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'Tripawed' the three-pawed bear returns to Denali National Park

Pat Owen / National Park Service

This three-pawed bear was first spotted in Alaska's Denali National Park last year.

A three-pawed grizzly bear affectionately known as "Tripawed" is back in public view at Alaska's Denali National Park, after it was first spotted last year with a bloody stump where its right front foot had been.

"He's got a really funny gait," park biologist Pat Owen told the Fairbanks Daily News-Miner. "He kind of hops around."

At least so far, the bear doesn't seem to be a threat to park visitors. "It does not seem interested in camper food," park spokeswoman Kris Fister told msnbc.com. "It has only been observed doing normal bear things, i.e. digging for roots, etc."


Owen said it's not clear how the bear lost its paw, but the wound appears to have completely healed.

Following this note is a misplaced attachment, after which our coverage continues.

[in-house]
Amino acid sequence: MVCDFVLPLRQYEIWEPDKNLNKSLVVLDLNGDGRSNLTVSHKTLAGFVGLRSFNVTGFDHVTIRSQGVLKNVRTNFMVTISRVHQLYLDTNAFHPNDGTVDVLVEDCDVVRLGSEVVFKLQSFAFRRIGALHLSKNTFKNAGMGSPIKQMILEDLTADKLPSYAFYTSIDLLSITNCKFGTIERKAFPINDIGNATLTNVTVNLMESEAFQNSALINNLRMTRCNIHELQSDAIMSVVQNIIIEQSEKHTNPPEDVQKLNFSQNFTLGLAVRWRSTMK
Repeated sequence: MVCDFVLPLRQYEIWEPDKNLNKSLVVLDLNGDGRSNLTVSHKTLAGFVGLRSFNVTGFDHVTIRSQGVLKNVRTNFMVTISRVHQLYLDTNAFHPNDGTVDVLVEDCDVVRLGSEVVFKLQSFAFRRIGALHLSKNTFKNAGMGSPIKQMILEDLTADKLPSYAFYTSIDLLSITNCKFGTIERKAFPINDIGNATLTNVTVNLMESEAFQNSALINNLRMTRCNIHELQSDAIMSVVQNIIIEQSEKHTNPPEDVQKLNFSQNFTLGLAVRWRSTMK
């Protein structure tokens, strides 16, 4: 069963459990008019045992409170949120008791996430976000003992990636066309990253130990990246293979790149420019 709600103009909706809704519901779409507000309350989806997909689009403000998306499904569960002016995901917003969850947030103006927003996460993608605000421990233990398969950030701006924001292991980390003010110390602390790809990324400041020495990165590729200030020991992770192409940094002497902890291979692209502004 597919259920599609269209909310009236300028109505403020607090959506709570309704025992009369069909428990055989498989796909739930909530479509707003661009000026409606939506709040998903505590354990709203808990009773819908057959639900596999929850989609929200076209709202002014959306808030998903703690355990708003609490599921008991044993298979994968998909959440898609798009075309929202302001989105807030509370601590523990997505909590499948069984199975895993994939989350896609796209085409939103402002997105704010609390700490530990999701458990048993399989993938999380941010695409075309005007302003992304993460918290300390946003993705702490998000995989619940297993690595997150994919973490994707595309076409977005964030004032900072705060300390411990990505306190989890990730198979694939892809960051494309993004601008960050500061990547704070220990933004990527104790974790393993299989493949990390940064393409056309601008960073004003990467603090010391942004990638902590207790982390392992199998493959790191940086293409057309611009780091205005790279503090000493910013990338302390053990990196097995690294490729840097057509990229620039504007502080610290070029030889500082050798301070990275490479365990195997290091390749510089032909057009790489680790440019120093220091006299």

"It was a really clean cut, which leads part of me to believe it might not be a trap accident," she said. "We have no idea what happened."

The bear "showed up two weeks ago along the (park) highway," Owen added. "He's been very visible. A lot of people have seen him already."

The park considered euthanizing Tripawed last year, but Owen contacted some of her peers and was told bears missing appendages isn't that uncommon, so he was left alone.

Last weekend, the bear showed up at a vacant campground but officials won't be doing anything just yet to move him out.

"For now we'll let him do his thing and see what happens," Owen said. "He seems to get along just fine."

Tourist season officially begins on May 20, and if the bear is still around then the park will probably put up signs about the bear to avoid having to answer the same questions over and over, Owen said.

As for tracking the bear, Owen said "he’s pretty identifiable. I don’t think we need a radio collar to keep track of him."

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